And the first 300 words.
Words mean things. In most cases words mean many things (silly old bear). And how they're displayed, interact with their environment, as well as the sentences they make all work together to create a first impression upon a potential buyer that is hard to shake.
Because of the e-revolution in publishing, thumb sized covers are becoming critical for gaining readers' interest as they browse online bookstores.
A few points I've picked up to create a better ebook cover include:
- simple image or composite that is clear
- readable typography, large enough font
- title and byline, and very little other text
- branding images/fonts for books in series
- genre appropriate (image and font match style of book)
- continuity with the print edition, but necessarily different
e-Book Cover Design Competition. Some pretty good ones there and some, when judged in light of the above points, are, um, not so good.
The one to the left didn't win, but in my opinion, was the best of the bunch. It was designed by Damonza, who has this to say about what makes a quality fiction cover. (BTW, there's a cover two above Arson at Friedlander's that had me saying wow. I'll leave it at that.)
Next time I'll talk about titles, blubs, and the first 300 words. In the mean time, talk to me about your take on all this. I'm interested.
I followed your tweet to the cover design competition last night - very interesting. And I have to admit, that when I'm scrolling through the free books for Kindle, more often than not if the cover doesn't grab me, the title gets a tiny chance and then I'm moving by. And that's for something *free*. If I'm paying, the cover definitely needs to grab me.ReplyDelete
The branding for series is something I hadn't given much thought to - but it's something to keep in mind.
I also think you need to pay attention to your genre and make covers that fit. For example, if you're writing romance, you probably don't want a black cover background. Even if it looks really cool.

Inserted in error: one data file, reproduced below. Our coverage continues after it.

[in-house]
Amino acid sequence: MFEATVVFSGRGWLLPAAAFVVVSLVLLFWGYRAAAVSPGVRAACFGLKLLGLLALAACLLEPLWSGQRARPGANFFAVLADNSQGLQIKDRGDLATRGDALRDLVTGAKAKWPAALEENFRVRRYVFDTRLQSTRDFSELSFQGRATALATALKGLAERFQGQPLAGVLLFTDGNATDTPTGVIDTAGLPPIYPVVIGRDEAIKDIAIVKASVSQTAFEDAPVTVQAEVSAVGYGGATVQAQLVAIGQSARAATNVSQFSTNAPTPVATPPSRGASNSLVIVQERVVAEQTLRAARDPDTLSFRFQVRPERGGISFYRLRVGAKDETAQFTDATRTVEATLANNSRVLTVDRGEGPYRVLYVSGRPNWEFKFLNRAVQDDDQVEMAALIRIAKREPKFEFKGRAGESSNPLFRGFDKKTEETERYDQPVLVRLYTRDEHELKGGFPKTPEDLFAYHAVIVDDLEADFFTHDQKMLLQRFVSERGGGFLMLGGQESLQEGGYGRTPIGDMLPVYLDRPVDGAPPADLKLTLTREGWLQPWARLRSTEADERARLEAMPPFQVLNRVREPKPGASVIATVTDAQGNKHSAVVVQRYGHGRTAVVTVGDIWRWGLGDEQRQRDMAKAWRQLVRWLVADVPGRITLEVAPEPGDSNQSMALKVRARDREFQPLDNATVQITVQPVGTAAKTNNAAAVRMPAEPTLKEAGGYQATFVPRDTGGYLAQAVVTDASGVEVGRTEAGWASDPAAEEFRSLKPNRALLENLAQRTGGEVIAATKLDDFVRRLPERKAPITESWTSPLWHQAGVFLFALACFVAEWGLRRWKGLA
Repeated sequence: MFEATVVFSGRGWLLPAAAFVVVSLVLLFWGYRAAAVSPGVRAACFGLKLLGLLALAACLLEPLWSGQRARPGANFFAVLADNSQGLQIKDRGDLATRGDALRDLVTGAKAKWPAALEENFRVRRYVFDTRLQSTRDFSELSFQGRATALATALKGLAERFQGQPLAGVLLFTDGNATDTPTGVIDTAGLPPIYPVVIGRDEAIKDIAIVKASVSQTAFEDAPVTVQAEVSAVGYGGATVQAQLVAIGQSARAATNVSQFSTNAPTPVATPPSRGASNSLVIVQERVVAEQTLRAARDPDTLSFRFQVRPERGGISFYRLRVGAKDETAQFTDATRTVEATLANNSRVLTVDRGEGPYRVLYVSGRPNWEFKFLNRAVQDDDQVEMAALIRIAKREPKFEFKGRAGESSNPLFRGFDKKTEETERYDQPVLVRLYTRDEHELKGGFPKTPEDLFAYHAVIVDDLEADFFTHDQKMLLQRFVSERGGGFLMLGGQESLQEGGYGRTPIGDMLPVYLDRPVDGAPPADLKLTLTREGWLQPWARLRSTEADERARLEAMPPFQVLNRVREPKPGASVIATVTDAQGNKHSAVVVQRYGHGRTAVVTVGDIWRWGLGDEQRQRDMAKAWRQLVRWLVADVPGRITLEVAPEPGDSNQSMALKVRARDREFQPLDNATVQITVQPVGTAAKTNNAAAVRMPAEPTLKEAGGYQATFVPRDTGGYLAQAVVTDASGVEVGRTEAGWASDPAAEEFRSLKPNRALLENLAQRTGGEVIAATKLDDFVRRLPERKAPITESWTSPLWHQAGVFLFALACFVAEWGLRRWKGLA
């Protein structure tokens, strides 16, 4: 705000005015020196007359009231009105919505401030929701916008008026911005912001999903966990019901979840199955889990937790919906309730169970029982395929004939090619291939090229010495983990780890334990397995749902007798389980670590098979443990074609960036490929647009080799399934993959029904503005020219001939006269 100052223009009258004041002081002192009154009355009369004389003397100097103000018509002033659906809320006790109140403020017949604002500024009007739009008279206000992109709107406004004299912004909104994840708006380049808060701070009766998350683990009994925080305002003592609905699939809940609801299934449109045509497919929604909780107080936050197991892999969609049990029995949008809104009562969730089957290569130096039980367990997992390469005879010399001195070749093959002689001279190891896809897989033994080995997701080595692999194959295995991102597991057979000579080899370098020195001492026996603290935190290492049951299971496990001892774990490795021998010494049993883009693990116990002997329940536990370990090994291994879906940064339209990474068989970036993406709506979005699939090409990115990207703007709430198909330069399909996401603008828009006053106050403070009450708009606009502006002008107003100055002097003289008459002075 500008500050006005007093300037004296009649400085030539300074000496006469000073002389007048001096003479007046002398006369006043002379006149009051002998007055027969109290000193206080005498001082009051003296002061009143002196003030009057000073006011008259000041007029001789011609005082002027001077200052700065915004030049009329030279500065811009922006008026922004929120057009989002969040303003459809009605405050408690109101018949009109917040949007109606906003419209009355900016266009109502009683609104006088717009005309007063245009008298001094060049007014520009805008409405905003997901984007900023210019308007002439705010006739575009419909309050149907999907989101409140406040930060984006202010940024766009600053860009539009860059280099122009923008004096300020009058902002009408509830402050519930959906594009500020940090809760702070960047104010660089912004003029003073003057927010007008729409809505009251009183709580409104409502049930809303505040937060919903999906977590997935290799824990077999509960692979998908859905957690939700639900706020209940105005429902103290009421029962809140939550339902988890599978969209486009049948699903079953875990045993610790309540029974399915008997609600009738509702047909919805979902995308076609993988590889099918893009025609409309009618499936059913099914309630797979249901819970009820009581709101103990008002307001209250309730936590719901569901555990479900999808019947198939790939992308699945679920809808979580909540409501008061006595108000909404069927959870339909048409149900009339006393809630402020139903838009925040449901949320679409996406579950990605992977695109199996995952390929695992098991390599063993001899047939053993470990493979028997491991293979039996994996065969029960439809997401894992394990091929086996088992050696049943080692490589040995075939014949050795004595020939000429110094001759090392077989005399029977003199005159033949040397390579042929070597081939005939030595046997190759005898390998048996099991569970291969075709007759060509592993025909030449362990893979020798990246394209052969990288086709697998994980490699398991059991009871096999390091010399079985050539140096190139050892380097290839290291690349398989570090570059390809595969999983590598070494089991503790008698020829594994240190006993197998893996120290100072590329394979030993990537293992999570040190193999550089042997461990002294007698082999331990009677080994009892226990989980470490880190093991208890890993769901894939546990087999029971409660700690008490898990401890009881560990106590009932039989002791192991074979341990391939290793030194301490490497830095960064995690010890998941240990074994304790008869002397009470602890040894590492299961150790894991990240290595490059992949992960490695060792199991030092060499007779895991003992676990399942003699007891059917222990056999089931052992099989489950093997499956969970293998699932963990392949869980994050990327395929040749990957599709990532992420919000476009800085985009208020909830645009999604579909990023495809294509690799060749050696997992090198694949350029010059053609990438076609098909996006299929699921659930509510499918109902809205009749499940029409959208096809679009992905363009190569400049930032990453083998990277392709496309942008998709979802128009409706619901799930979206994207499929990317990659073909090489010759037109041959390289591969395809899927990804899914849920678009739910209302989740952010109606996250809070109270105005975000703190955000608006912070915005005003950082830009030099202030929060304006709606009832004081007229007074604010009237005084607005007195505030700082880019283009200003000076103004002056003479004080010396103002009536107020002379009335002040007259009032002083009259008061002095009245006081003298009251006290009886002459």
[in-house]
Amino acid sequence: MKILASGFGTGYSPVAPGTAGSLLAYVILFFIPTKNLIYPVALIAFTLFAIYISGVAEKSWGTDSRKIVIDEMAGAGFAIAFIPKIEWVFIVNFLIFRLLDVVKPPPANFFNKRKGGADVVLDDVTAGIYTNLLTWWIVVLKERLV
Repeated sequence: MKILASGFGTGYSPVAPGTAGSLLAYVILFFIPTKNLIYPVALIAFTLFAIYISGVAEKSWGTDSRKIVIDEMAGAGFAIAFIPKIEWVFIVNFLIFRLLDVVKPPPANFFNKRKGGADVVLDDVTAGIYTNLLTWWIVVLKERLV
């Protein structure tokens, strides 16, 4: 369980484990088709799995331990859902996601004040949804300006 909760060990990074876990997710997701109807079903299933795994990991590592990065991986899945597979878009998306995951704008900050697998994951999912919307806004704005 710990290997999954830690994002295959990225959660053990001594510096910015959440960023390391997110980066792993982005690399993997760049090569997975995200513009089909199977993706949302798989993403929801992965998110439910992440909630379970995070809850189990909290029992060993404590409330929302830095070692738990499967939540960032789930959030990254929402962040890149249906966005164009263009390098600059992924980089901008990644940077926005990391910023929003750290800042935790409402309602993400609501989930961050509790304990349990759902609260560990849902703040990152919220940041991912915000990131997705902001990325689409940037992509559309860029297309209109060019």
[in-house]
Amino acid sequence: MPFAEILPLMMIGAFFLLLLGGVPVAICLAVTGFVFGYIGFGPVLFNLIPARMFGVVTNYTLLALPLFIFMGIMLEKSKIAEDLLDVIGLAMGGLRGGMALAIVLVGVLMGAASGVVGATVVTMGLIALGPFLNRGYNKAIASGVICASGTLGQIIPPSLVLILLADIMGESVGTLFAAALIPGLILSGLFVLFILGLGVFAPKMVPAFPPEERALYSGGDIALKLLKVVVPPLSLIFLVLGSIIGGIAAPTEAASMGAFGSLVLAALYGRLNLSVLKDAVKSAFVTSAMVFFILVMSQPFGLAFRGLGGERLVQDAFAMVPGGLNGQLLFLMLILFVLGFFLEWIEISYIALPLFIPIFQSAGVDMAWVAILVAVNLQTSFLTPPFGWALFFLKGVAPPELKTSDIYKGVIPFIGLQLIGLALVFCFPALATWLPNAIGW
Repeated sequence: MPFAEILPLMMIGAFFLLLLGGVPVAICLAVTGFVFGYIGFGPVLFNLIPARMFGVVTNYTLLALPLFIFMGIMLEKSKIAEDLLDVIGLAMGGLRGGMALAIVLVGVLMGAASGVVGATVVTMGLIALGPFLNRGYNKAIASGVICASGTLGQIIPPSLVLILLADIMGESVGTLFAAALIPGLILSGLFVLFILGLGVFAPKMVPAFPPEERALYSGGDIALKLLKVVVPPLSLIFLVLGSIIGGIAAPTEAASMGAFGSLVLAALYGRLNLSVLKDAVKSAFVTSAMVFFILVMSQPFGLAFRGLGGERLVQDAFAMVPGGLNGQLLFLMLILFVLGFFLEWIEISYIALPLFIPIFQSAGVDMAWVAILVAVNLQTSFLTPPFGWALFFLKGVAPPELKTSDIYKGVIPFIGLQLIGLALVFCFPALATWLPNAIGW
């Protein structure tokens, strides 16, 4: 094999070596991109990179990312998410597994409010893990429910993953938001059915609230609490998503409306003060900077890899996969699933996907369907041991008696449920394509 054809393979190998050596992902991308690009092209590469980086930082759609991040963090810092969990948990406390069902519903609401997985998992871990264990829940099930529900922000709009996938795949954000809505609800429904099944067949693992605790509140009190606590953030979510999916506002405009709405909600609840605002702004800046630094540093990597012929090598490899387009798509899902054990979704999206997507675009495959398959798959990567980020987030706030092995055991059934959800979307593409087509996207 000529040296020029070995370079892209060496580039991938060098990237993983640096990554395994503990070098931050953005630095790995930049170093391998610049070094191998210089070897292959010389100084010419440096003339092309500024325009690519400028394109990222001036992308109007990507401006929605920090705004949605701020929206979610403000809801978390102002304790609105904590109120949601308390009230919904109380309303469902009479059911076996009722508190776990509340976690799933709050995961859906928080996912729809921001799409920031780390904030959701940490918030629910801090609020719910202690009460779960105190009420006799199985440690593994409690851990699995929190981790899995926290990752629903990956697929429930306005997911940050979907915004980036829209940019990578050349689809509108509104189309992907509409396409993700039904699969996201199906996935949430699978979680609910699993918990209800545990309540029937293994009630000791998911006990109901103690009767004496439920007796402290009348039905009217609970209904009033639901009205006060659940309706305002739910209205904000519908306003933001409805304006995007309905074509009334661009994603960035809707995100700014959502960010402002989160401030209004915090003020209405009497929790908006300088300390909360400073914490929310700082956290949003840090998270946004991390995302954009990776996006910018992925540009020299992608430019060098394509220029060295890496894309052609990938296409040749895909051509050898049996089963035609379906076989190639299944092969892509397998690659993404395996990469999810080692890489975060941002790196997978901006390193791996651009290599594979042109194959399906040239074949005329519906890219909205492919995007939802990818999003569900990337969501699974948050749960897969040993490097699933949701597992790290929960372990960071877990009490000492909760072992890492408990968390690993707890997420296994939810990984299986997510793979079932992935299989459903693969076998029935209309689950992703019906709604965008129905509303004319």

Good call on the genre appropriateness of the cover. I'll add that to my list. :)ReplyDelete
I did a series on book covers not too long ago. I analyzed covers of books I both loved and hated--some were covers I loved and books I hated, and some the reverse. The third in the series focused on those that I loved both cover and book. I don't talk about the components in the same way you do here, but you might find it interesting.ReplyDelete
I also wanted to say that I think cover standards for print and ebook are different. YES, even print book covers need to look good on-screen, since so many people shop online. But what looks good on-screen doesn't always translate the same in print. And some ebook covers I've seen would look, imho, amateurish in print.
Anyway, if you're interested, the links to my blog posts on cover art are:
Thanks, Kat, will read those posts. And yes, ebook and print editions should have continuity but can't be the same. Good point.ReplyDelete
Hey, that is a nice cover. I agree: clarity and large enough fonts are key -- I've had to revise a few of mine on KDP after they've gone up.ReplyDelete
What, the Cooking with Pooh cover? ;) It's nice, but the concept of cooking with that substance is what I object to. lol Anyway, I think it's so cool that we can change covers as needed in this age of e-publishing. Say our unrelated books suddenly find a theme or become part of a series - we can do the covers over and rebrand them as a package. Never know, possibilities are plenty. Thanks for your input.ReplyDelete